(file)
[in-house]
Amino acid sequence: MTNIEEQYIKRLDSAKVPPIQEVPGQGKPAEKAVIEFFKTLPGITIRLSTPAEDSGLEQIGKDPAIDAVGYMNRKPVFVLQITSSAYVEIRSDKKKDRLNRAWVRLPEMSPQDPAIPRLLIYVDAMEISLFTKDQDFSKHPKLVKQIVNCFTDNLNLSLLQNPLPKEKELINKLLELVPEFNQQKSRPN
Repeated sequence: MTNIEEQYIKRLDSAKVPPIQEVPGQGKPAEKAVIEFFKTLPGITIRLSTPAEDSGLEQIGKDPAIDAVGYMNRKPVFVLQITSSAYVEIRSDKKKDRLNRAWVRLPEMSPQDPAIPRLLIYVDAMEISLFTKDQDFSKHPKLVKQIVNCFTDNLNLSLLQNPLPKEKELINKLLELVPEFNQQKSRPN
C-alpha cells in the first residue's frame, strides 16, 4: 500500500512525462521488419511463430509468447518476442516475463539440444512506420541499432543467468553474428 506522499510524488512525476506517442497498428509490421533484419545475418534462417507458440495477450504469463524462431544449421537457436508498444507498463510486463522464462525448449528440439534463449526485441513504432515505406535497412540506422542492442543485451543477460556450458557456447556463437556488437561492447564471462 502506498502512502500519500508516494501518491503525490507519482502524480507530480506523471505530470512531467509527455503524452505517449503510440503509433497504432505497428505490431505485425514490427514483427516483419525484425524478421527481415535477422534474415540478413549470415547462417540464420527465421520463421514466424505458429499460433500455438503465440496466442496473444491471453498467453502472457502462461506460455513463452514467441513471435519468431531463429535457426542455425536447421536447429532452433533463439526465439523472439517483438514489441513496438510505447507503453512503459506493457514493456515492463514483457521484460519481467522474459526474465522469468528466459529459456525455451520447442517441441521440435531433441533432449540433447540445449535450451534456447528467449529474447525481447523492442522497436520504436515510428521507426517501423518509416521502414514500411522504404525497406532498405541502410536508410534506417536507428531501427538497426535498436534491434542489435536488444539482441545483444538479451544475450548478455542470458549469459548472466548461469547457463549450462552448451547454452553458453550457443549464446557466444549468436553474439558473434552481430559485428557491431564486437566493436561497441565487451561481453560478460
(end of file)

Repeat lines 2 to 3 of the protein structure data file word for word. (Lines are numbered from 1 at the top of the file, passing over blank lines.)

Amino acid sequence: MTNIEEQYIKRLDSAKVPPIQEVPGQGKPAEKAVIEFFKTLPGITIRLSTPAEDSGLEQIGKDPAIDAVGYMNRKPVFVLQITSSAYVEIRSDKKKDRLNRAWVRLPEMSPQDPAIPRLLIYVDAMEISLFTKDQDFSKHPKLVKQIVNCFTDNLNLSLLQNPLPKEKELINKLLELVPEFNQQKSRPN
Repeated sequence: MTNIEEQYIKRLDSAKVPPIQEVPGQGKPAEKAVIEFFKTLPGITIRLSTPAEDSGLEQIGKDPAIDAVGYMNRKPVFVLQITSSAYVEIRSDKKKDRLNRAWVRLPEMSPQDPAIPRLLIYVDAMEISLFTKDQDFSKHPKLVKQIVNCFTDNLNLSLLQNPLPKEKELINKLLELVPEFNQQKSRPN